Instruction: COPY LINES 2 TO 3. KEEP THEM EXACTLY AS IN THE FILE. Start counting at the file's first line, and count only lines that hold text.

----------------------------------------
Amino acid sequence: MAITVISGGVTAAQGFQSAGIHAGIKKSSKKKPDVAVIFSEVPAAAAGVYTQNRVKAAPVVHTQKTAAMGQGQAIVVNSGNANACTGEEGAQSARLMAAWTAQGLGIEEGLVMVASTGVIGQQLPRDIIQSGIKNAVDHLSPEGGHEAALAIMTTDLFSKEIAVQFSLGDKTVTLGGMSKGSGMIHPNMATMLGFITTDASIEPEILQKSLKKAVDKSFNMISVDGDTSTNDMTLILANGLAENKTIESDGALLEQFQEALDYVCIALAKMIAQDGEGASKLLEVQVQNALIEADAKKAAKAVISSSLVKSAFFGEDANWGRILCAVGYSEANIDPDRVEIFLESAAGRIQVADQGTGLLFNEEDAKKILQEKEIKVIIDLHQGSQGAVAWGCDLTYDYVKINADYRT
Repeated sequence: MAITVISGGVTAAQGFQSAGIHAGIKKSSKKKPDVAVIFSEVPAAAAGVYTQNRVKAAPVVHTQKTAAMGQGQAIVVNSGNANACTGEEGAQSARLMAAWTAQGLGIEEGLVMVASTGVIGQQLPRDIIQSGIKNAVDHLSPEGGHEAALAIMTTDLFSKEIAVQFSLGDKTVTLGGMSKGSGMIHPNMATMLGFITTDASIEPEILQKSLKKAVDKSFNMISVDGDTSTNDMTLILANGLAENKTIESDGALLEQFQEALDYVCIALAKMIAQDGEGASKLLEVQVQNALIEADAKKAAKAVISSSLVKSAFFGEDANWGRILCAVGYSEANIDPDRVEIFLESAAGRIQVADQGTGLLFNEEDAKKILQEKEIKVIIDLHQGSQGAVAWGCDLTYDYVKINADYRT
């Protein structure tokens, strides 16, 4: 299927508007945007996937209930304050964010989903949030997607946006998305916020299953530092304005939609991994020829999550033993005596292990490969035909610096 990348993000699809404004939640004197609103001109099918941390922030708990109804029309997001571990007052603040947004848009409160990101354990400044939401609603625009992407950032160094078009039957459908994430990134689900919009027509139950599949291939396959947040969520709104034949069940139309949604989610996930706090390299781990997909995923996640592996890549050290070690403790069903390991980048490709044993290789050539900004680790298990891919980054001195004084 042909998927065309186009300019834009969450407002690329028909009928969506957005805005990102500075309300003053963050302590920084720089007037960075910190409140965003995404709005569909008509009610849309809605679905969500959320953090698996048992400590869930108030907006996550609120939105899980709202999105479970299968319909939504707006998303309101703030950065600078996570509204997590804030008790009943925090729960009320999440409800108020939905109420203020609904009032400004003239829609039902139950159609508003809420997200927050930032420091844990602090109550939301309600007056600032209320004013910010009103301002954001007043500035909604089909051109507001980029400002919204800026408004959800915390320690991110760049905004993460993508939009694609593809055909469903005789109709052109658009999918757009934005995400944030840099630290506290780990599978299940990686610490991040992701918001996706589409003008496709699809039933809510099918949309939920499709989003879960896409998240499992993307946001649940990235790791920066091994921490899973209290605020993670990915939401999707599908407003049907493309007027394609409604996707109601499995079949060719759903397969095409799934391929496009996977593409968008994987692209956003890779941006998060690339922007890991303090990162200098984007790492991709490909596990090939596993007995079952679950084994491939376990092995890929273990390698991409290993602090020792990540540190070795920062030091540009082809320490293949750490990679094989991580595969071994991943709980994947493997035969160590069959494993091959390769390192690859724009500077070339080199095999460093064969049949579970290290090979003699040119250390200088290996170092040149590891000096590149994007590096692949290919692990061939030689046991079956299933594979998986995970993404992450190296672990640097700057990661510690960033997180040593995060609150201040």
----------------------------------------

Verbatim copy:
Repeated sequence: MAITVISGGVTAAQGFQSAGIHAGIKKSSKKKPDVAVIFSEVPAAAAGVYTQNRVKAAPVVHTQKTAAMGQGQAIVVNSGNANACTGEEGAQSARLMAAWTAQGLGIEEGLVMVASTGVIGQQLPRDIIQSGIKNAVDHLSPEGGHEAALAIMTTDLFSKEIAVQFSLGDKTVTLGGMSKGSGMIHPNMATMLGFITTDASIEPEILQKSLKKAVDKSFNMISVDGDTSTNDMTLILANGLAENKTIESDGALLEQFQEALDYVCIALAKMIAQDGEGASKLLEVQVQNALIEADAKKAAKAVISSSLVKSAFFGEDANWGRILCAVGYSEANIDPDRVEIFLESAAGRIQVADQGTGLLFNEEDAKKILQEKEIKVIIDLHQGSQGAVAWGCDLTYDYVKINADYRT
């Protein structure tokens, strides 16, 4: 299927508007945007996937209930304050964010989903949030997607946006998305916020299953530092304005939609991994020829999550033993005596292990490969035909610096 990348993000699809404004939640004197609103001109099918941390922030708990109804029309997001571990007052603040947004848009409160990101354990400044939401609603625009992407950032160094078009039957459908994430990134689900919009027509139950599949291939396959947040969520709104034949069940139309949604989610996930706090390299781990997909995923996640592996890549050290070690403790069903390991980048490709044993290789050539900004680790298990891919980054001195004084 042909998927065309186009300019834009969450407002690329028909009928969506957005805005990102500075309300003053963050302590920084720089007037960075910190409140965003995404709005569909008509009610849309809605679905969500959320953090698996048992400590869930108030907006996550609120939105899980709202999105479970299968319909939504707006998303309101703030950065600078996570509204997590804030008790009943925090729960009320999440409800108020939905109420203020609904009032400004003239829609039902139950159609508003809420997200927050930032420091844990602090109550939301309600007056600032209320004013910010009103301002954001007043500035909604089909051109507001980029400002919204800026408004959800915390320690991110760049905004993460993508939009694609593809055909469903005789109709052109658009999918757009934005995400944030840099630290506290780990599978299940990686610490991040992701918001996706589409003008496709699809039933809510099918949309939920499709989003879960896409998240499992993307946001649940990235790791920066091994921490899973209290605020993670990915939401999707599908407003049907493309007027394609409604996707109601499995079949060719759903397969095409799934391929496009996977593409968008994987692209956003890779941006998060690339922007890991303090990162200098984007790492991709490909596990090939596993007995079952679950084994491939376990092995890929273990390698991409290993602090020792990540540190070795920062030091540009082809320490293949750490990679094989991580595969071994991943709980994947493997035969160590069959494993091959390769390192690859724009500077070339080199095999460093064969049949579970290290090979003699040119250390200088290996170092040149590891000096590149994007590096692949290919692990061939030689046991079956299933594979998986995970993404992450190296672990640097700057990661510690960033997180040593995060609150201040």